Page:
Live with pain or lose your job. A medical marijuana patient in New Jersey suffering from dystonia sued Ocean City after he was suspended from his job as a firefighter. He only used cannabis during his off hours. “In his 20 years on the job, which included taking part in recovery efforts after 9/11, [Brad] Wiltshire never had disciplinary problems and he received sterling performance reviews.” Given his track record, he thought his job security would be fine if he told the truth. Cases like his are increasingly popping up around the U.S. as more states legalize medical cannabis. BuzzFeed News The issue is gaining prominence in Canada as well. One apprentice ironworker was told that he needed addiction treatment for his medical marijuana use. “Why should I get off my prescription that’s beneficial to me? I’m not putting anyone in danger… I have worked with guys who are high on cocaine, high on meth, drunk… For them to care so much over medical marijuana, I was kind of astonished.” Edmonton Journal
More people seeking help for marijuana use. Data on people receiving treatment for marijuana addiction suggests that fewer cannabis consumers are finding themselves in court-mandated treatment programs. But the number of people seeking voluntary treatment for marijuana use is on the rise. The Netherlands, where cannabis use is decriminalized, has the highest rate of people seeking treatment for marijuana use in Europe. The Washington Post
The economic potential of hemp. Industrial hemp is a versatile crop that could be used in a wide variety of sectors including automobiles, pharmaceuticals, food, and cosmetics. But the rise of hemp products is complicated by regulatory uncertainty, and federal laws against commercial hemp production in the U.S. The Cannabist In one example, a Missouri-based hemp oil producer saw his products seized in Kansas because it contained trace amounts of THC (less than 0.3 percent). The owner of the company said he’ll make a product line specifically for Kansas with no traces of THC. The owner of the store that was selling the product faces three years in prison on marijuana charges. The Kansas City Star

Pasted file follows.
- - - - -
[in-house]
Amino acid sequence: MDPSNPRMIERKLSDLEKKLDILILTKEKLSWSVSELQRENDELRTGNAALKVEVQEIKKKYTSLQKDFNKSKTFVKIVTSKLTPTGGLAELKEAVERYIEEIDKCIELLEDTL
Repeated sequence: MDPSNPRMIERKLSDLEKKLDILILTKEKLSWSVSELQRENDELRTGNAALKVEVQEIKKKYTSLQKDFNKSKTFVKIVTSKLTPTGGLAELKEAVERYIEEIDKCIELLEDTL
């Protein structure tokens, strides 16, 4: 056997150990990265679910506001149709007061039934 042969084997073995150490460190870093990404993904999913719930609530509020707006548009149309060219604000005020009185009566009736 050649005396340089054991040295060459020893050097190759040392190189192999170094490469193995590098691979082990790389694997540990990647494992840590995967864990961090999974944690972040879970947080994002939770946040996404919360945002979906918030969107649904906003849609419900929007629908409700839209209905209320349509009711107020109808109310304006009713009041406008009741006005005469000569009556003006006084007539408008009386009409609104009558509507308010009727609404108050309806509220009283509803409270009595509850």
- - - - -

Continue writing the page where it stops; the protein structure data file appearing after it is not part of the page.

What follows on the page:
Cannabis in California. The state’s attorney general Xavier Becerra said he doesn’t think the feds will make a “comprehensive effort” to crack down on state-legal weed. “My sense is that they know that if they try to do something on a large scale then they’re going to run into a real juggernaut [California] against them.” The Associated Press Juggernaut indeed. A state-sponsored study found that the legal cannabis market will be worth $5 billion, but nearly 30 percent of consumers will opt to buy black-market pot in the beginning. The Los Angeles Times Calaveras county considers banning marijuana cultivation. The problem? It has approved 89 cultivation licenses and collected $3.7 million in fees. The Sacramento Bee What will happen to the state’s drug-sniffing dogs? Their use could create legal problems as marijuana is no longer a legal basis for a search. Green State
The story of a couple who just wanted a garden store. Gary Capone and Nicole Stetzer thought a small garden shop would make a nice retirement business. But then they learned the one they had their eyes on was a hydroponic shop for cannabis growing. “Coming from the military, I strongly opposed [marijuana],” explained Capone, an army vet. “But then he started seeing the medicinal benefits and how marijuana was helping veterans cope with pain or post-traumatic stress. ‘I didn’t even know this world existed,’ he said. ‘This opened my eyes.'” Mass Live